Scientists have reportedly identified a water-cycle that might explain how Mars became so “dehydrated”, while Earth managed to retain its reserves.
Mars has a middle atmospheric layer, like Earth, that should restrain rising gas, causing it to turn to ice and drop back to the planet surface.
Scientists used computer simulations to discover a previously unknown mechanism that punctures that protective layer.
Every two Earth years, summertime hits the southern hemisphere of Mars, when water vapor rises from the lower to the upper atmosphere. From there, winds carry most of the rare gas to the North Pole, where it sinks once again, but part of it escapes into space.
The Martian orbit of the Sun is much more elliptical than ours and when it’s summer in the southern hemisphere, the planet is closest to its star, meaning that it’s much warmer than a northern hemisphere summer.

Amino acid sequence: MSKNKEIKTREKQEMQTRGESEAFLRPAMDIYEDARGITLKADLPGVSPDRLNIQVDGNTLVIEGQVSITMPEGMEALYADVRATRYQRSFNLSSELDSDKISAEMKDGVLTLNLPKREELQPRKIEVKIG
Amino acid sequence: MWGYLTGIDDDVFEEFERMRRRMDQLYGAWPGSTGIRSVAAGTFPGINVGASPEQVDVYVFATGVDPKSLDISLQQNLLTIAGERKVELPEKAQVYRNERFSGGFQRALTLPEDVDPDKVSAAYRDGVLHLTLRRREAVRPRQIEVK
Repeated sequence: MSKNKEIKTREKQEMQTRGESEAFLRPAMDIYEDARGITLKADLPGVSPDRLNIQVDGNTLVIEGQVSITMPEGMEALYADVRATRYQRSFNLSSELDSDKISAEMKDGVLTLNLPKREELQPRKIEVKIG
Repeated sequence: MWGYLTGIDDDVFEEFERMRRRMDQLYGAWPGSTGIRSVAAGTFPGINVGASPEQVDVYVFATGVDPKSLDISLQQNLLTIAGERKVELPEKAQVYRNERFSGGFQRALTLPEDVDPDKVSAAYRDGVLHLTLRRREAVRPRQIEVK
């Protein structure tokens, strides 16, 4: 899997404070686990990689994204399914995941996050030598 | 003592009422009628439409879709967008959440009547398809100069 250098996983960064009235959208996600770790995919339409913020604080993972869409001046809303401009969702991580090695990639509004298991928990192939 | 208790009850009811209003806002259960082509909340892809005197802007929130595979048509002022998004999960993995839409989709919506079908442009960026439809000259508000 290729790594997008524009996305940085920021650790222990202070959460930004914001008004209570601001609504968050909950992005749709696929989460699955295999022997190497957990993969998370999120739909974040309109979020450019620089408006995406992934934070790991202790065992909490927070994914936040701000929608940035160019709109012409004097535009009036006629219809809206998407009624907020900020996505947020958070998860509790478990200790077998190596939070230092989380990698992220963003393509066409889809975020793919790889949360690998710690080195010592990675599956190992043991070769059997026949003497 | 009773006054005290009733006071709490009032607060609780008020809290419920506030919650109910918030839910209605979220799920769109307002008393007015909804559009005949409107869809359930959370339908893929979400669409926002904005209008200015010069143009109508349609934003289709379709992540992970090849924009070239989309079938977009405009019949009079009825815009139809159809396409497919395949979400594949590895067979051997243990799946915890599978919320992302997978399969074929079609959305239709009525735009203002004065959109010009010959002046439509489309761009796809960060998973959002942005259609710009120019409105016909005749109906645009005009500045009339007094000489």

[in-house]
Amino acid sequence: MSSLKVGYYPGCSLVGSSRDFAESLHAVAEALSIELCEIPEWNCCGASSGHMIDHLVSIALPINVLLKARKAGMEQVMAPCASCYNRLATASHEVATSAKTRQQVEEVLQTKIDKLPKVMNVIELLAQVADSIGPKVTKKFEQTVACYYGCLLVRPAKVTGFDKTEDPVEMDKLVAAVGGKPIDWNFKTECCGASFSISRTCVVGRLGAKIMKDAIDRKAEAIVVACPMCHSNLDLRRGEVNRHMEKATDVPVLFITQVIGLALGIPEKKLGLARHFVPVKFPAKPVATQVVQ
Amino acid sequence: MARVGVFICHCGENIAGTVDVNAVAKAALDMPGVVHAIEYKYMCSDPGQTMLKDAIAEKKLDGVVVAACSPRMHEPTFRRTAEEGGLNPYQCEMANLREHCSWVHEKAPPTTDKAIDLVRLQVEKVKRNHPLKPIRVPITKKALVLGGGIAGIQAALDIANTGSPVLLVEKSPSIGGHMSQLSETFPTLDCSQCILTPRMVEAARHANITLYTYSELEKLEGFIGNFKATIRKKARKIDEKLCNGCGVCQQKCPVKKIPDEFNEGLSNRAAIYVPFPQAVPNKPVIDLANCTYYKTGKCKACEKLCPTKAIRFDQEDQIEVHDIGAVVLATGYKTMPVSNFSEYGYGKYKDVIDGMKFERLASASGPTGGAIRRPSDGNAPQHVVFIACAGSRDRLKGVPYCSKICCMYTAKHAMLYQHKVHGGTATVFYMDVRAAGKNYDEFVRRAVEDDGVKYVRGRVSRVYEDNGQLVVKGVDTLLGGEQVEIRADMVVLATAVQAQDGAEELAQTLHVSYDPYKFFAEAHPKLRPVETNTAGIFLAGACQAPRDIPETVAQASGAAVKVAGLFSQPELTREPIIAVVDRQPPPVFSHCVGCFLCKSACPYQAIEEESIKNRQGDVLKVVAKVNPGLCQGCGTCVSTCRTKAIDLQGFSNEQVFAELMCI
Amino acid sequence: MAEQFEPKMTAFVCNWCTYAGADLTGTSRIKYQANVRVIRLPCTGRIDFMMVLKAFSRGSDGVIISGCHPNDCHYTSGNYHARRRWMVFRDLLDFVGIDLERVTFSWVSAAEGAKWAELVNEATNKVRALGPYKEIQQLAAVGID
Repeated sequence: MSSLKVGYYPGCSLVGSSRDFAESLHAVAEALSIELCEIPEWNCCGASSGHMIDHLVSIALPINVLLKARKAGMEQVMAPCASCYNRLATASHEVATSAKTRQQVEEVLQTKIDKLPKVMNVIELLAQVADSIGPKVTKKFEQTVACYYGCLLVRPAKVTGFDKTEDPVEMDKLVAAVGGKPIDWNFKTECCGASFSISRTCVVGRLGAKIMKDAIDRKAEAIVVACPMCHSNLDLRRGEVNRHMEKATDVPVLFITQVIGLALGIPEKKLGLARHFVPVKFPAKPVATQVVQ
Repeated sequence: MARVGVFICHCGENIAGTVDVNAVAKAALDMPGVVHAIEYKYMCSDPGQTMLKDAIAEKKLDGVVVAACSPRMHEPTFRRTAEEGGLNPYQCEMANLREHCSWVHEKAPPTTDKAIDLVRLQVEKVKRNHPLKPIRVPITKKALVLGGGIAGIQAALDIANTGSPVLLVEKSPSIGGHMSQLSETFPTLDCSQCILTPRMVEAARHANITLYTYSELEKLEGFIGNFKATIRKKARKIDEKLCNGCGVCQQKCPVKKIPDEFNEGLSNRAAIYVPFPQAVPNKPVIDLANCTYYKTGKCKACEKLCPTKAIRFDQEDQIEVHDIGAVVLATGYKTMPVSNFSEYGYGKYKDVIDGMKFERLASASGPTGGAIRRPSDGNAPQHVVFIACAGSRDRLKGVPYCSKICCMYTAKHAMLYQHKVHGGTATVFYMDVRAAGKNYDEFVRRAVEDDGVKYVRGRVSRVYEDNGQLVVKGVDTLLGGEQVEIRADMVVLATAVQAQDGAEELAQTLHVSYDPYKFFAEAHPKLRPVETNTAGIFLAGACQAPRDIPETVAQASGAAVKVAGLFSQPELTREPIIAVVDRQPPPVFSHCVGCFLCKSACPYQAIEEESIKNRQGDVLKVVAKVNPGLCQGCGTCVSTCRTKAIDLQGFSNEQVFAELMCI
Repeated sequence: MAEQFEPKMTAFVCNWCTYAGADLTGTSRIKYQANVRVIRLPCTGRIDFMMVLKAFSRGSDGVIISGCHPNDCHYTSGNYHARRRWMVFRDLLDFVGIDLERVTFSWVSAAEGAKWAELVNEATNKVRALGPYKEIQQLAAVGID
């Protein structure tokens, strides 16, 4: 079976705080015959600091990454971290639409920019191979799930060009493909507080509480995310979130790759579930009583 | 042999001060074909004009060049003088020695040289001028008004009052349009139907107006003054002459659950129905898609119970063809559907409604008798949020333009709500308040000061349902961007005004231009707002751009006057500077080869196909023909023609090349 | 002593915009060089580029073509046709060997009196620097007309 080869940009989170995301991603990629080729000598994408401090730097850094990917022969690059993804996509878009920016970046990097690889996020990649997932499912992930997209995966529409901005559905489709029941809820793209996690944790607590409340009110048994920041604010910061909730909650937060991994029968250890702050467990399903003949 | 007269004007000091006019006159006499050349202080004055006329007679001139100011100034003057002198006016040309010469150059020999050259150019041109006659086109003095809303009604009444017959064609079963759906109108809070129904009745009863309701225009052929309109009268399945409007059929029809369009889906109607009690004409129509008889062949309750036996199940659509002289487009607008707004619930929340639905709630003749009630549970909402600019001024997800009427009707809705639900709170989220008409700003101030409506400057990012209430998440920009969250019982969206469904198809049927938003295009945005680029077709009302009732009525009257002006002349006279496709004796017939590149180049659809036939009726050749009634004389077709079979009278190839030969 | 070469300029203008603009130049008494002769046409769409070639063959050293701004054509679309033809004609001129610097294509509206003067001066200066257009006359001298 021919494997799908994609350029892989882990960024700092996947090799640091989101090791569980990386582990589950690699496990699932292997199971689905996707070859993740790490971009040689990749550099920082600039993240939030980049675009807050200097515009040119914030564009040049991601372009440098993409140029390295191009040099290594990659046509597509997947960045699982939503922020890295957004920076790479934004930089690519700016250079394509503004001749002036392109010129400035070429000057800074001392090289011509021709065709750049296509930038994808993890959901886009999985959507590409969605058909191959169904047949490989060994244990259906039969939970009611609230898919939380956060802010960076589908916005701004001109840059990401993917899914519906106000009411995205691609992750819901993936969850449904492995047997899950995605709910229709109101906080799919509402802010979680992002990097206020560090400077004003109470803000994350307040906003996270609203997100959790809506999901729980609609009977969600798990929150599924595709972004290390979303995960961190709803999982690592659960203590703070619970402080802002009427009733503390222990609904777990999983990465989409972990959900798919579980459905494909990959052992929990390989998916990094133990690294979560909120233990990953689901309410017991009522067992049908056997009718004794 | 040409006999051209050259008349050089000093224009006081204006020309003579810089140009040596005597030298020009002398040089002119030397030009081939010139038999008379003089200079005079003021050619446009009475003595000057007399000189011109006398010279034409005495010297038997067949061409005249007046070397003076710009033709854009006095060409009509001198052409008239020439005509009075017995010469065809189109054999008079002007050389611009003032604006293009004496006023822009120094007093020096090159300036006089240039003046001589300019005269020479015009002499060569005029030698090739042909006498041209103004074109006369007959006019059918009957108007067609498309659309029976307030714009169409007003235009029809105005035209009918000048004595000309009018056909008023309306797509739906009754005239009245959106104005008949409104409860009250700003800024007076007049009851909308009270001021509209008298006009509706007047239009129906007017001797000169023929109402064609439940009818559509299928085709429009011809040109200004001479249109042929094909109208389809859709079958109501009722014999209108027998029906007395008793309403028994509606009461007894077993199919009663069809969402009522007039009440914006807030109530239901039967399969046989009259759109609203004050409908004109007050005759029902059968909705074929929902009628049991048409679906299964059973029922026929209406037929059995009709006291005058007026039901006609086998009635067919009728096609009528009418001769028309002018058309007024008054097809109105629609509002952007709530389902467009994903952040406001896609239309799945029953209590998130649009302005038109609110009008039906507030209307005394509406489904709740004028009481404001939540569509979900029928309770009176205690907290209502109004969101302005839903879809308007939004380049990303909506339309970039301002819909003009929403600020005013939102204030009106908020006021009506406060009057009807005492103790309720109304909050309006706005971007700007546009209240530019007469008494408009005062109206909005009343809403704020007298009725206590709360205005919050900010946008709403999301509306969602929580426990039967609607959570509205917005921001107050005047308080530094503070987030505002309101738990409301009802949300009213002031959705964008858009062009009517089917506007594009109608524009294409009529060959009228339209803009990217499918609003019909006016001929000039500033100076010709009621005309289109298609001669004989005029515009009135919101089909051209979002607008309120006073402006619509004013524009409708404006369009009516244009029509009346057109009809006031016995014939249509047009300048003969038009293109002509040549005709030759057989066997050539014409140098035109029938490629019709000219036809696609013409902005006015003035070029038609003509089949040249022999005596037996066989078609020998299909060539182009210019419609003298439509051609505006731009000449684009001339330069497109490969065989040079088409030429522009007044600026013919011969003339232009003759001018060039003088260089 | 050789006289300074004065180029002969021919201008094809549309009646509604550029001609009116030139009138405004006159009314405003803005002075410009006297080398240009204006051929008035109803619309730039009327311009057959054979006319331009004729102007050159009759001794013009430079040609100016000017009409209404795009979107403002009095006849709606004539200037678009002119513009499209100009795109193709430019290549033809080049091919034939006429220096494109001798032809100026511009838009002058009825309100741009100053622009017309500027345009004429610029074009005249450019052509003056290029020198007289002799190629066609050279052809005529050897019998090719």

"When it is summer in the southern hemisphere, at certain times of day water vapour can rise locally with warmer air masses and reach the upper atmosphere," said Dr. Paul Hartogh from the Moscow Institute of Physics and Technology (MPS) in a statement.
Another problem is the vast dust storms that span the entire planet and repeatedly afflict Mars at intervals of several years. The last such storms occurred in 2007 and 2018 and were documented by space probes orbiting Mars.
"The amounts of dust swirling through the atmosphere during such a storm facilitate the transport of water vapour into high layers of the air," says Alexander Medvedev from MPS.
Dust particles can absorb sunlight and heat up, elevating temperatures in the atmosphere by as much as 30 degrees.
The research was published in Geophysical Research Letters.
"The new seasonal water cycle that has been found contributes massively to Mars' continuing loss of water," Paul Hartogh from MPS said, summarising the results of the new study.